You’ll also find great reflections on frozen water. When a lake or pond freezes in the winter, the reflective aspects of the surface become enhanced because the water isn’t in motion. It becomes almost like a mirror.
As long as the ice surface is free of snow, you should be able to create strong and colorful abstract reflection photos using the trees that are either submerged or on the bank.
The best time to get shots like these are in early winter when new ice is just starting to form, as the ice will be clear and clean.
6. Shoot Through Ice Or Raindrops On Windows
When a cold winter rain hits your city, don’t press pause on your creativity. While driving in your car, safely pull over to the side of the road when you spot a great looking tree.
Make use of the rain-soaked windshield or side door windows to capture some intriguing abstract tree photos.
The raindrops will visually warp the scene, creating a painterly style photograph that will look great hanging on your wall.
If you have trees outside of your windows at home, you can take stunning photos like this without even leaving the warmth of your house!
If you have frost on your windows, photograph the bare trees outside through the ice crystals at sunrise or sunset.
The background colors will be stunning during these golden hours, and the ice will add beautiful patterns and distortion to the image.
7. Shoot In Snow
Snowy winter scenes are great for tree photography because the color palette is limited and the scene will be wonderfully minimalistic.
When you reduce color and visual elements in a scene, and prioritize contrast and simple compositions, you can introduce a “less is more” strength to your photos.
Snow is usually only one tone – white. And winter trees usually have a dark tone. The mixture of the two creates a scene that exhibits strong contrast, and will instantly catch your viewer’s eye.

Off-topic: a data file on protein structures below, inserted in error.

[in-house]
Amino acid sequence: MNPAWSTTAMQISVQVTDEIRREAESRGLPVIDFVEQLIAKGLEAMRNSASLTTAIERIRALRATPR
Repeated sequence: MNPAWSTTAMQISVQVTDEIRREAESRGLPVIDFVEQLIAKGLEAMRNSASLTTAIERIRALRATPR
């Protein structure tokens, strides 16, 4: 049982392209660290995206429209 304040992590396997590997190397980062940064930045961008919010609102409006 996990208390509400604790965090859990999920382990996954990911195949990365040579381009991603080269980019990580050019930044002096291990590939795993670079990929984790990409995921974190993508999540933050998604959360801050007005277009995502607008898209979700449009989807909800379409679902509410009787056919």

These kind of photos will look great in black and white. Or maybe by adding a bit of blue color balance in post-processing, your winter scene will appear even colder and more dramatic.
While strong contrast is striking, if you’re photographing in a snow blizzard you’ll be able to capture dreamy low contrast images where the trees fade into the white background.
8. Include A Person In The Scene
Adding a human element to a photo is a good idea for a number of reasons, and it works especially well in tree photography as it introduces a sense of scale.
Sometimes it’s difficult to assess how large or small an object like a tree really is in a photo, unless we have a recognizable object next to it for reference.
Humans work well with trees in terms of visual impact as we tend to have a poetic relationship with trees. They act as metaphors – especially cold winter trees.
People help to tell stories in your photos, connecting the viewer to the image. So the combination of a tree and a person can really pull the viewer into the story of your photo.
By adding a person to your winter tree photo, you’ll instantly increase the value or interest level of your photographic scene.
9. Look For Fallen Leaves With Frost
Now it’s time to cast your eyes downward, and search the forest floor for fallen leaves early in the cool morning. When a frost hits overnight, everything on the ground gets covered with a layer of frozen mist.
This is great for photographers as it creates a glistening sheen on the foliage and berries that have fallen to the ground. And in the right conditions you can capture stunning ice formations.
Fortunately, frost on the forest floor looks great in both overcast and direct sunlight, so you can get out and photograph regardless of how much sun is visible in the sky.
10. Photograph Wood Piles & Logs
During the winter months many people rely on wood to heat their homes. Photographing piles of logs is a great way to document the relationship between people and trees at this time of year.
In the autumn and winter you should be able to capture great images of neatly stacked logs or cut-down trees that are ready to be chopped into logs.
Alternatively, your photos could include people chopping logs outdoors or using the wood in their homes.
Documenting physical work done by humans is an interesting sociological endeavor, and provides an important historic and cultural value.
However you decide to photography them, wood in all of its forms will give you many opportunities for excellent pictures!
I hope these tips and photos have inspired you to venture outdoors to photograph in conditions that you might normally tend to stay away from.
Yes it’s cold outside, but this is when photographic magic happens! As long as you dress warmly, you’ll have loads of fun using winter trees as your subject matter.